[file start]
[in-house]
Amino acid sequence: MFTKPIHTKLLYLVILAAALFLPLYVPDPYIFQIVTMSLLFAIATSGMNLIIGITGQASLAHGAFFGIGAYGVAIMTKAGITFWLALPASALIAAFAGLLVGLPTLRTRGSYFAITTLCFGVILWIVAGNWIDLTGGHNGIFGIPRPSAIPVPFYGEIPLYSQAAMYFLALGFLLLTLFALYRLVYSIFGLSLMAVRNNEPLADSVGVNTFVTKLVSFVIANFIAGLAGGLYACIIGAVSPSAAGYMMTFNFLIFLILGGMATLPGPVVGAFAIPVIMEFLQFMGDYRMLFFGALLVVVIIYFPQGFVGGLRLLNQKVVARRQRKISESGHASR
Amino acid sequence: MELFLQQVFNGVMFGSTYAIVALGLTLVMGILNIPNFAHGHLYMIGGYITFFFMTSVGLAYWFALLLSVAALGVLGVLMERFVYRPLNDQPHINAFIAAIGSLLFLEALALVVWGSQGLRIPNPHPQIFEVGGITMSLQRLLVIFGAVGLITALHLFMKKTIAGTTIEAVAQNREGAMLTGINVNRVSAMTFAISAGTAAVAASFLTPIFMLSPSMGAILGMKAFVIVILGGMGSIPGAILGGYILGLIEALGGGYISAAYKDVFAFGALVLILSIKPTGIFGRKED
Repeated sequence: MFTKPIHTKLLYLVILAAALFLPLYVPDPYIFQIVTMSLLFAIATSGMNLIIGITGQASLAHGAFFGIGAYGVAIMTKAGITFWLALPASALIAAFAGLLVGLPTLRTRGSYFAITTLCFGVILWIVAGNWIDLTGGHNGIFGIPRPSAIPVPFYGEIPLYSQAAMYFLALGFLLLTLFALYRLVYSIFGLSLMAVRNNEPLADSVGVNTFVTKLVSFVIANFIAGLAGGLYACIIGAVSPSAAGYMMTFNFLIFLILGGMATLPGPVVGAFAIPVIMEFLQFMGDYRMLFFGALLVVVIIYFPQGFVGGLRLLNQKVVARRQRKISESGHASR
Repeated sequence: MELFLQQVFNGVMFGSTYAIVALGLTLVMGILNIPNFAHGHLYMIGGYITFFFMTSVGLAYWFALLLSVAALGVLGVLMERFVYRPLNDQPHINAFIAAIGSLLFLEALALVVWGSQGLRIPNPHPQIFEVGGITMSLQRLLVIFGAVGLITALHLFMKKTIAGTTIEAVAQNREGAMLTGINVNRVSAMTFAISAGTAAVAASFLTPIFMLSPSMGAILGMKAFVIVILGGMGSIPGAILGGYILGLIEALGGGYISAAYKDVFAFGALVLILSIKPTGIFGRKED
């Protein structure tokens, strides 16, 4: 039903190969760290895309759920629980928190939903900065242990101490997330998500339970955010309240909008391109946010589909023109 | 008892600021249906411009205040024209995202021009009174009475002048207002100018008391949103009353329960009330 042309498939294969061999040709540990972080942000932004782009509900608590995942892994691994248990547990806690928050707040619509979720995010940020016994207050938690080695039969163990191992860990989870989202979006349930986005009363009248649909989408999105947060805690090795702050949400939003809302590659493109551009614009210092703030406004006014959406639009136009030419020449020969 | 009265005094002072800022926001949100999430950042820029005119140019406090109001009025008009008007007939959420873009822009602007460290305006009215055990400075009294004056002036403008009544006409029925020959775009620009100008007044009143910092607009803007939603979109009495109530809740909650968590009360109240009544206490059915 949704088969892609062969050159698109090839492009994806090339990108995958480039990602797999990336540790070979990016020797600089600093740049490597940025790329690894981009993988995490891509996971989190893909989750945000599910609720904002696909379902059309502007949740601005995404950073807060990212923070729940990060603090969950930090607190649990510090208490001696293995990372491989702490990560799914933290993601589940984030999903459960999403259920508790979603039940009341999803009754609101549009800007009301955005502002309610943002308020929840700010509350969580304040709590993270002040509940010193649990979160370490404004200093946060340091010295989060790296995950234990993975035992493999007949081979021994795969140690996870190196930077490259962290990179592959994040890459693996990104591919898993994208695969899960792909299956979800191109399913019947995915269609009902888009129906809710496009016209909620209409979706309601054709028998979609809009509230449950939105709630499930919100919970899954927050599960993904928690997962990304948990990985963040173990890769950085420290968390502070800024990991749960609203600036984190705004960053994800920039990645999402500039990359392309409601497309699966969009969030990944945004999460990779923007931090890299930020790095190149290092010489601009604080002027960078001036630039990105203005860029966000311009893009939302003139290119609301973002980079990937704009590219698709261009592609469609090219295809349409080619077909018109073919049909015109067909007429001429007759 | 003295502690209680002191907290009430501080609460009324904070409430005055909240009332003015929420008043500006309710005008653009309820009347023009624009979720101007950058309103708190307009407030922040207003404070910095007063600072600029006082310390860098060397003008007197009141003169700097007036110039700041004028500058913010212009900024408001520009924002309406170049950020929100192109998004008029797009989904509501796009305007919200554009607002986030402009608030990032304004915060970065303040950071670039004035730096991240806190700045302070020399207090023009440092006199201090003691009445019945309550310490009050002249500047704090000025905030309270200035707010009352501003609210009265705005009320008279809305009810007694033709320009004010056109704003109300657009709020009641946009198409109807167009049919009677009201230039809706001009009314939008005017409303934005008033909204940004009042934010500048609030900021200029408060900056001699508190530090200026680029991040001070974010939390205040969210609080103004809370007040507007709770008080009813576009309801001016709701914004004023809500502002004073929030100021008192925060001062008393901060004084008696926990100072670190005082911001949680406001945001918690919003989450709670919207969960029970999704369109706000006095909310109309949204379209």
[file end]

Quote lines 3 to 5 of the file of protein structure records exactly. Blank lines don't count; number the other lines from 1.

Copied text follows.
Amino acid sequence: MELFLQQVFNGVMFGSTYAIVALGLTLVMGILNIPNFAHGHLYMIGGYITFFFMTSVGLAYWFALLLSVAALGVLGVLMERFVYRPLNDQPHINAFIAAIGSLLFLEALALVVWGSQGLRIPNPHPQIFEVGGITMSLQRLLVIFGAVGLITALHLFMKKTIAGTTIEAVAQNREGAMLTGINVNRVSAMTFAISAGTAAVAASFLTPIFMLSPSMGAILGMKAFVIVILGGMGSIPGAILGGYILGLIEALGGGYISAAYKDVFAFGALVLILSIKPTGIFGRKED
Repeated sequence: MFTKPIHTKLLYLVILAAALFLPLYVPDPYIFQIVTMSLLFAIATSGMNLIIGITGQASLAHGAFFGIGAYGVAIMTKAGITFWLALPASALIAAFAGLLVGLPTLRTRGSYFAITTLCFGVILWIVAGNWIDLTGGHNGIFGIPRPSAIPVPFYGEIPLYSQAAMYFLALGFLLLTLFALYRLVYSIFGLSLMAVRNNEPLADSVGVNTFVTKLVSFVIANFIAGLAGGLYACIIGAVSPSAAGYMMTFNFLIFLILGGMATLPGPVVGAFAIPVIMEFLQFMGDYRMLFFGALLVVVIIYFPQGFVGGLRLLNQKVVARRQRKISESGHASR
Repeated sequence: MELFLQQVFNGVMFGSTYAIVALGLTLVMGILNIPNFAHGHLYMIGGYITFFFMTSVGLAYWFALLLSVAALGVLGVLMERFVYRPLNDQPHINAFIAAIGSLLFLEALALVVWGSQGLRIPNPHPQIFEVGGITMSLQRLLVIFGAVGLITALHLFMKKTIAGTTIEAVAQNREGAMLTGINVNRVSAMTFAISAGTAAVAASFLTPIFMLSPSMGAILGMKAFVIVILGGMGSIPGAILGGYILGLIEALGGGYISAAYKDVFAFGALVLILSIKPTGIFGRKED